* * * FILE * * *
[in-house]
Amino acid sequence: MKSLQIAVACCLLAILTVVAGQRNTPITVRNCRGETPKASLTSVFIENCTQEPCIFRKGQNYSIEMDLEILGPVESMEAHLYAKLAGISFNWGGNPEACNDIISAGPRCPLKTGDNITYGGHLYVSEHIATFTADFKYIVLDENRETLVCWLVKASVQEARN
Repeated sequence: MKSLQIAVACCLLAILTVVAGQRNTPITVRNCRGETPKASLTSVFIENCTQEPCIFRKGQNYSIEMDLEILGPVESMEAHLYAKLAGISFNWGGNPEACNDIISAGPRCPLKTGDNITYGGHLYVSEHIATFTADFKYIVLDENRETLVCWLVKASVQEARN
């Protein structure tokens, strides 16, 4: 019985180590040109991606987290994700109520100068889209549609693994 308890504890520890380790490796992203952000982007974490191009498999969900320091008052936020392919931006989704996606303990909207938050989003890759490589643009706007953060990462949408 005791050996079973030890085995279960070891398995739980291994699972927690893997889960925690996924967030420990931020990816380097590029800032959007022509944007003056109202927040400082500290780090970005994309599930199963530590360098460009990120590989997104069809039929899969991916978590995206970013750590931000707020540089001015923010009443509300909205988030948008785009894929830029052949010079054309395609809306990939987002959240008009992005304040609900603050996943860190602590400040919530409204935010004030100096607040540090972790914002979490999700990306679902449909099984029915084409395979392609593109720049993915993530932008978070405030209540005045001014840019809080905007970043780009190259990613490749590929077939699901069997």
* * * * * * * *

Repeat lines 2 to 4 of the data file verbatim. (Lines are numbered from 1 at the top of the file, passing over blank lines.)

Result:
Amino acid sequence: MKSLQIAVACCLLAILTVVAGQRNTPITVRNCRGETPKASLTSVFIENCTQEPCIFRKGQNYSIEMDLEILGPVESMEAHLYAKLAGISFNWGGNPEACNDIISAGPRCPLKTGDNITYGGHLYVSEHIATFTADFKYIVLDENRETLVCWLVKASVQEARN
Repeated sequence: MKSLQIAVACCLLAILTVVAGQRNTPITVRNCRGETPKASLTSVFIENCTQEPCIFRKGQNYSIEMDLEILGPVESMEAHLYAKLAGISFNWGGNPEACNDIISAGPRCPLKTGDNITYGGHLYVSEHIATFTADFKYIVLDENRETLVCWLVKASVQEARN
């Protein structure tokens, strides 16, 4: 019985180590040109991606987290994700109520100068889209549609693994 308890504890520890380790490796992203952000982007974490191009498999969900320091008052936020392919931006989704996606303990909207938050989003890759490589643009706007953060990462949408 005791050996079973030890085995279960070891398995739980291994699972927690893997889960925690996924967030420990931020990816380097590029800032959007022509944007003056109202927040400082500290780090970005994309599930199963530590360098460009990120590989997104069809039929899969991916978590995206970013750590931000707020540089001015923010009443509300909205988030948008785009894929830029052949010079054309395609809306990939987002959240008009992005304040609900603050996943860190602590400040919530409204935010004030100096607040540090972790914002979490999700990306679902449909099984029915084409395979392609593109720049993915993530932008978070405030209540005045001014840019809080905007970043780009190259990613490749590929077939699901069997």